(c)  An ability to design a system, component, or process to meet desired needs within realistic constraints such as economic, environmental, social, political, ethical, health and safety, manufacturability, and sustainability.  The students are given three major instrument design projects over the quarter.  Each of these are put in the form of a set of specifications that the final design must meet.  These specifications include cost, size, weight, accuracy, repeatability, and in some cases, manufacturability, ease of use, adherence to accepted medical, electrical, and safety standards, and intellectual property rights of existing designs.  Students are allowed to use any components, technologies, methods, or approaches that they deem satisfactory in achieving these specifications.  The degree to which each team's design satisfies the stated specifications is weighted as one half of the overall design project score.  (High relevance to course) 

(d)  An ability to function on multi-disciplinary teams.  Each of the design teams normally consist of a mixture of electrical engineering and bioengineering students who enter the class with different backgrounds and skill sets.  The design project score is given to the group as a whole, so the success of each design team relies upon each group organizing themselves and dividing up the various parts of the project in order to accomplish it efficiently.  (High relevance to course) 

(e)  An ability to identify, formulate, and solve engineering problems.  Each of the design projects, as well as many of the homework problems, are open-ended and require the students to first identify and bound the scope of the problem.  Their formulation and solution of the problems are represented in their written homework assignments and their design project documentation.  (Medium relevance to course)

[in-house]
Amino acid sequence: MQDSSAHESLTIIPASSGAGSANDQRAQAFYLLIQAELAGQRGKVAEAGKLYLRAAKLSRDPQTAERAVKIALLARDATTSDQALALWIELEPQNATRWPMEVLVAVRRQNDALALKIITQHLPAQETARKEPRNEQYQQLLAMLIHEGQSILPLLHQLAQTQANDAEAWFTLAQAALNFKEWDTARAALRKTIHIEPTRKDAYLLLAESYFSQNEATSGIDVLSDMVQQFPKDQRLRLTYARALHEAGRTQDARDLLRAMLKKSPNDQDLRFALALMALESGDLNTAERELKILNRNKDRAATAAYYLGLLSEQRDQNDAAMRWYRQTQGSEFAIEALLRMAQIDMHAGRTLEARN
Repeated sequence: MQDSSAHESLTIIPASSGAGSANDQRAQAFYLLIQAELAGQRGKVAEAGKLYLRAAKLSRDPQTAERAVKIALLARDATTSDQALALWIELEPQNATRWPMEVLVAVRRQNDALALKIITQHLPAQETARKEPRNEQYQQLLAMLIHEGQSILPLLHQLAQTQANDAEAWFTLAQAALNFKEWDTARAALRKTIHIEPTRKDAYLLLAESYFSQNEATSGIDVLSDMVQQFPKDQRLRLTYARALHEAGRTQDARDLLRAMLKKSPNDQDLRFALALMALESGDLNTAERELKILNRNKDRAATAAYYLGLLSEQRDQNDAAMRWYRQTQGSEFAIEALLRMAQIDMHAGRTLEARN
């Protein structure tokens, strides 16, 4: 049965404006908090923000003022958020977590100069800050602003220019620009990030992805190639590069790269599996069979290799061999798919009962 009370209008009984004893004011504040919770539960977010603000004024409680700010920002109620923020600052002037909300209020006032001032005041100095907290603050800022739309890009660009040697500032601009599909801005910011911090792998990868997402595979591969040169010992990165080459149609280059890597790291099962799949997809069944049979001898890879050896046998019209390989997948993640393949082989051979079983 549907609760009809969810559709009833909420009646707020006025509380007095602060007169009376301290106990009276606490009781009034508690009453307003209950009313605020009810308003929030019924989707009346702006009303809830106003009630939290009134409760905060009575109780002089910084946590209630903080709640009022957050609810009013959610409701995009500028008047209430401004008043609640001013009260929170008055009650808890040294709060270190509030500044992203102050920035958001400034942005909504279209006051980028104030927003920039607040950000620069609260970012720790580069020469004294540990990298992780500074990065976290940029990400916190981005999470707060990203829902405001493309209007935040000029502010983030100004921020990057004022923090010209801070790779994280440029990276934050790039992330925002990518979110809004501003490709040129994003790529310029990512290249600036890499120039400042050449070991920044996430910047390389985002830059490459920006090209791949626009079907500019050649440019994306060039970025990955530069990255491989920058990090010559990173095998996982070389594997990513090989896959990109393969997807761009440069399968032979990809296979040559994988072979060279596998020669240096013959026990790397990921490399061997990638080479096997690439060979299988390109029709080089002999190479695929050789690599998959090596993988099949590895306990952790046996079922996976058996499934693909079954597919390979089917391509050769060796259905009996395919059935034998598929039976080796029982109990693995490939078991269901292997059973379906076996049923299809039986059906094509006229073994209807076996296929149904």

(f)  An understanding of professional and ethical responsibility.  Each of the design projects involves the measurement of human physiological quantities, and as such, a primary element is the professional and ethical responsibility that must be extended to each human patient individually, and to the overall field of medicine, collectively.  (High relevance to course) 

(g)  An ability to communicate effectively.  Each of the design projects requires a formally written set of design documents which counts for one half of the overall score for each design project.  The design documents include sections on purpose, features, ratings, block diagrams, key design equations, complete schematics, complete bill of materials and cost estimate, hardware construction details, alignment procedures, operational warnings and instructions, acknowledgements and references.  (High relevance to course) 

(j)  A knowledge of contemporary issues.  The design projects and homework problems are based upon current issues, practices, and techniques prevalent in the field of medical instrumentation.  An emphasis on clinical techniques is also used to demonstrate the global issues of modern health care and disease diagnostics.  (Medium relevance to course) 

(k)  An ability to use the techniques, skills, and modern engineering tools necessary for engineering practice.  The students can make use of SPICE, MATLAB, Simulink, and LabVIEW to accomplish any and all of the tasks required for the homework problems or the design projects.  The students are not specifically told to use any particular software, but they are encouraged to use those tools which best suit the problem at hand.  (Medium relevance to course) 

ABET Criterion 4 Considerations

Engineering standards - Students must develop their laboratory design projects to meet specific performance specifications, some of which include benchmark testing or compliance testing against accepted standards for performance and safety.  Designs must usually meet published regulatory standards, including FCC emissions, UL electrical safety criteria, and AAMI standards for physiological instrumentation and patient safety. 

Realistic constraints - Each of the laboratory design projects, in addition to having explicit electrical performance specifications, is fundamentally phrased and graded in terms of the final solution's size, weight, cost, power consumption, alignment ease, component variability, manufacturability criteria, and patient safety criteria. 

Prepared By:  R. Bruce Darling

Last revised:  12/15/2012